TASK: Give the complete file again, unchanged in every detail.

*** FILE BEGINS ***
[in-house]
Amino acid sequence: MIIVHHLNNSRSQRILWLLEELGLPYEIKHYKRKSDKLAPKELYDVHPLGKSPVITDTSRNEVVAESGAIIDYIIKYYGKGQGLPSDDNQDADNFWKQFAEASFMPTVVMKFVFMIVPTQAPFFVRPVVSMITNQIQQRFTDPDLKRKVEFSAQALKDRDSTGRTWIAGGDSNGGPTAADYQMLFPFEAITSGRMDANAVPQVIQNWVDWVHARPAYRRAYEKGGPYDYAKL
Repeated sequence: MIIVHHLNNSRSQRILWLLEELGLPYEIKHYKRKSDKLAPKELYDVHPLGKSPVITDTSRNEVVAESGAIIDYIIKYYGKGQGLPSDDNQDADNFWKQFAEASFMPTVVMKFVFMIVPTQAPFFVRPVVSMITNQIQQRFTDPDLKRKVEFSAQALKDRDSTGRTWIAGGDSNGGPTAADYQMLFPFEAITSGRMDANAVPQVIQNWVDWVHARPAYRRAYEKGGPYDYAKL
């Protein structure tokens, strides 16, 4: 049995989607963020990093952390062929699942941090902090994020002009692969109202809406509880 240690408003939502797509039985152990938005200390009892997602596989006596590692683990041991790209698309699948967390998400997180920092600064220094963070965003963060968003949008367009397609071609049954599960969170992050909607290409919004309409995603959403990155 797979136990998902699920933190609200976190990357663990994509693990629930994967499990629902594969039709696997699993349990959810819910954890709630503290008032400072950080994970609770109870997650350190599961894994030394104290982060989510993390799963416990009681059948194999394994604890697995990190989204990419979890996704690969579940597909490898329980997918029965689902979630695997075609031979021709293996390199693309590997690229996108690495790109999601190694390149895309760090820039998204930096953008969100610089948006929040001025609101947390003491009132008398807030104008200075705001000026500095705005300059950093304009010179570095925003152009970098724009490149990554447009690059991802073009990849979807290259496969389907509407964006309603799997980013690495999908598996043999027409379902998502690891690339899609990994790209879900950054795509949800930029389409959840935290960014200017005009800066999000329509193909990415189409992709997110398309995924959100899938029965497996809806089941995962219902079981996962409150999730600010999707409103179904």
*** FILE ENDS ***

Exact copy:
[in-house]
Amino acid sequence: MIIVHHLNNSRSQRILWLLEELGLPYEIKHYKRKSDKLAPKELYDVHPLGKSPVITDTSRNEVVAESGAIIDYIIKYYGKGQGLPSDDNQDADNFWKQFAEASFMPTVVMKFVFMIVPTQAPFFVRPVVSMITNQIQQRFTDPDLKRKVEFSAQALKDRDSTGRTWIAGGDSNGGPTAADYQMLFPFEAITSGRMDANAVPQVIQNWVDWVHARPAYRRAYEKGGPYDYAKL
Repeated sequence: MIIVHHLNNSRSQRILWLLEELGLPYEIKHYKRKSDKLAPKELYDVHPLGKSPVITDTSRNEVVAESGAIIDYIIKYYGKGQGLPSDDNQDADNFWKQFAEASFMPTVVMKFVFMIVPTQAPFFVRPVVSMITNQIQQRFTDPDLKRKVEFSAQALKDRDSTGRTWIAGGDSNGGPTAADYQMLFPFEAITSGRMDANAVPQVIQNWVDWVHARPAYRRAYEKGGPYDYAKL
């Protein structure tokens, strides 16, 4: 049995989607963020990093952390062929699942941090902090994020002009692969109202809406509880 240690408003939502797509039985152990938005200390009892997602596989006596590692683990041991790209698309699948967390998400997180920092600064220094963070965003963060968003949008367009397609071609049954599960969170992050909607290409919004309409995603959403990155 797979136990998902699920933190609200976190990357663990994509693990629930994967499990629902594969039709696997699993349990959810819910954890709630503290008032400072950080994970609770109870997650350190599961894994030394104290982060989510993390799963416990009681059948194999394994604890697995990190989204990419979890996704690969579940597909490898329980997918029965689902979630695997075609031979021709293996390199693309590997690229996108690495790109999601190694390149895309760090820039998204930096953008969100610089948006929040001025609101947390003491009132008398807030104008200075705001000026500095705005300059950093304009010179570095925003152009970098724009490149990554447009690059991802073009990849979807290259496969389907509407964006309603799997980013690495999908598996043999027409379902998502690891690339899609990994790209879900950054795509949800930029389409959840935290960014200017005009800066999000329509193909990415189409992709997110398309995924959100899938029965497996809806089941995962219902079981996962409150999730600010999707409103179904």